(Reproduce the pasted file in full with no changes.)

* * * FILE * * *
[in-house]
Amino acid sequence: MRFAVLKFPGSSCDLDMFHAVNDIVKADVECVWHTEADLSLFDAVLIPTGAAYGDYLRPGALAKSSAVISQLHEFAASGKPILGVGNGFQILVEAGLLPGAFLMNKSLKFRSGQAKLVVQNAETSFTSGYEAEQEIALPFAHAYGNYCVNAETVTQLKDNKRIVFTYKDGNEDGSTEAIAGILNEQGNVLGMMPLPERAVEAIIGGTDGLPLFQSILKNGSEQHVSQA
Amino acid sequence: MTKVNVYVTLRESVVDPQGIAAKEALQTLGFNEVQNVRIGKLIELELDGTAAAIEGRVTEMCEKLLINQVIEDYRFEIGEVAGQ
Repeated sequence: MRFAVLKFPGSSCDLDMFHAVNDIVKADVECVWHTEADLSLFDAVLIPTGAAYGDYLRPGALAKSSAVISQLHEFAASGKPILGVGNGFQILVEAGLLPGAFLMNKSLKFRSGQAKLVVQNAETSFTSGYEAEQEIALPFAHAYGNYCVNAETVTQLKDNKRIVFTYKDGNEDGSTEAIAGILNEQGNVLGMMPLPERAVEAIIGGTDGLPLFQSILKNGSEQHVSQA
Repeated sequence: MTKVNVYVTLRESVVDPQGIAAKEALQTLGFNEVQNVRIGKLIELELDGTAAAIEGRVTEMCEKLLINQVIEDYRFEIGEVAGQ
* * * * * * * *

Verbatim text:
[in-house]
Amino acid sequence: MRFAVLKFPGSSCDLDMFHAVNDIVKADVECVWHTEADLSLFDAVLIPTGAAYGDYLRPGALAKSSAVISQLHEFAASGKPILGVGNGFQILVEAGLLPGAFLMNKSLKFRSGQAKLVVQNAETSFTSGYEAEQEIALPFAHAYGNYCVNAETVTQLKDNKRIVFTYKDGNEDGSTEAIAGILNEQGNVLGMMPLPERAVEAIIGGTDGLPLFQSILKNGSEQHVSQA
Amino acid sequence: MTKVNVYVTLRESVVDPQGIAAKEALQTLGFNEVQNVRIGKLIELELDGTAAAIEGRVTEMCEKLLINQVIEDYRFEIGEVAGQ
Repeated sequence: MRFAVLKFPGSSCDLDMFHAVNDIVKADVECVWHTEADLSLFDAVLIPTGAAYGDYLRPGALAKSSAVISQLHEFAASGKPILGVGNGFQILVEAGLLPGAFLMNKSLKFRSGQAKLVVQNAETSFTSGYEAEQEIALPFAHAYGNYCVNAETVTQLKDNKRIVFTYKDGNEDGSTEAIAGILNEQGNVLGMMPLPERAVEAIIGGTDGLPLFQSILKNGSEQHVSQA
Repeated sequence: MTKVNVYVTLRESVVDPQGIAAKEALQTLGFNEVQNVRIGKLIELELDGTAAAIEGRVTEMCEKLLINQVIEDYRFEIGEVAGQ